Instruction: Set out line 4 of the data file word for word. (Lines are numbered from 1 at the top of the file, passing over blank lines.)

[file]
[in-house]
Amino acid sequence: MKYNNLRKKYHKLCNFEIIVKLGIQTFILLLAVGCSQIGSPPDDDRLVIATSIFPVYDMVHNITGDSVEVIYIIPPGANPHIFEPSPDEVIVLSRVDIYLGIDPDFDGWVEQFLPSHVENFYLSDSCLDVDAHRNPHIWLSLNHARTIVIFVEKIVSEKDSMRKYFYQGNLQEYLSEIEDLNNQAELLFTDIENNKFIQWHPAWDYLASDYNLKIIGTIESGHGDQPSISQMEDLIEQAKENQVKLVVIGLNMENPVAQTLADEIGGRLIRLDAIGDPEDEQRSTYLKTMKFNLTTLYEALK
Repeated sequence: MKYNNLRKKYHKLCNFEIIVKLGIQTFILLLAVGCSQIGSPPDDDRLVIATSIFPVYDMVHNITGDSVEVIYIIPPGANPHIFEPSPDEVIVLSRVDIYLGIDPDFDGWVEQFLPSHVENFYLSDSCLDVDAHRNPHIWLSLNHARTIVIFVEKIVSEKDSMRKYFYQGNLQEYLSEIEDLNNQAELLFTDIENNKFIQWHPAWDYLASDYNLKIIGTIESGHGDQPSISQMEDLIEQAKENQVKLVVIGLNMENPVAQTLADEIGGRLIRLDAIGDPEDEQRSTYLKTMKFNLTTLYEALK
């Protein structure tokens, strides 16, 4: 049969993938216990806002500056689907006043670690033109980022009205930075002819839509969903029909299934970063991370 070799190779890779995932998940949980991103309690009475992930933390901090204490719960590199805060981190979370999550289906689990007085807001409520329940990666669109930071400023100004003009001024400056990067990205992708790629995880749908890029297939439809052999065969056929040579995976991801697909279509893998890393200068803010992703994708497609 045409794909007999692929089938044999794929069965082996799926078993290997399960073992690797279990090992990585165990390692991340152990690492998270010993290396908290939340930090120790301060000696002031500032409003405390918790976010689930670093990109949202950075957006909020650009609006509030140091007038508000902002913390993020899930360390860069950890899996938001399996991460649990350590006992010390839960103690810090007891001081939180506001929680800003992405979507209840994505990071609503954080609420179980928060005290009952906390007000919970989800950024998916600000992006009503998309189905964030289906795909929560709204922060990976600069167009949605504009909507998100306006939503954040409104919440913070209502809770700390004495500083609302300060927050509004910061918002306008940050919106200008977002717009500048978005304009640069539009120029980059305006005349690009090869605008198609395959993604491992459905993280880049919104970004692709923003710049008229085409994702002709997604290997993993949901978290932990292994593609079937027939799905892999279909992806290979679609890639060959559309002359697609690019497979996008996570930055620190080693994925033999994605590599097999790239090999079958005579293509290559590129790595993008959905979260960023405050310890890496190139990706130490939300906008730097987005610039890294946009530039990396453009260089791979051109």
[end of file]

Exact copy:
């Protein structure tokens, strides 16, 4: 049969993938216990806002500056689907006043670690033109980022009205930075002819839509969903029909299934970063991370 070799190779890779995932998940949980991103309690009475992930933390901090204490719960590199805060981190979370999550289906689990007085807001409520329940990666669109930071400023100004003009001024400056990067990205992708790629995880749908890029297939439809052999065969056929040579995976991801697909279509893998890393200068803010992703994708497609 045409794909007999692929089938044999794929069965082996799926078993290997399960073992690797279990090992990585165990390692991340152990690492998270010993290396908290939340930090120790301060000696002031500032409003405390918790976010689930670093990109949202950075957006909020650009609006509030140091007038508000902002913390993020899930360390860069950890899996938001399996991460649990350590006992010390839960103690810090007891001081939180506001929680800003992405979507209840994505990071609503954080609420179980928060005290009952906390007000919970989800950024998916600000992006009503998309189905964030289906795909929560709204922060990976600069167009949605504009909507998100306006939503954040409104919440913070209502809770700390004495500083609302300060927050509004910061918002306008940050919106200008977002717009500048978005304009640069539009120029980059305006005349690009090869605008198609395959993604491992459905993280880049919104970004692709923003710049008229085409994702002709997604290997993993949901978290932990292994593609079937027939799905892999279909992806290979679609890639060959559309002359697609690019497979996008996570930055620190080693994925033999994605590599097999790239090999079958005579293509290559590129790595993008959905979260960023405050310890890496190139990706130490939300906008730097987005610039890294946009530039990396453009260089791979051109």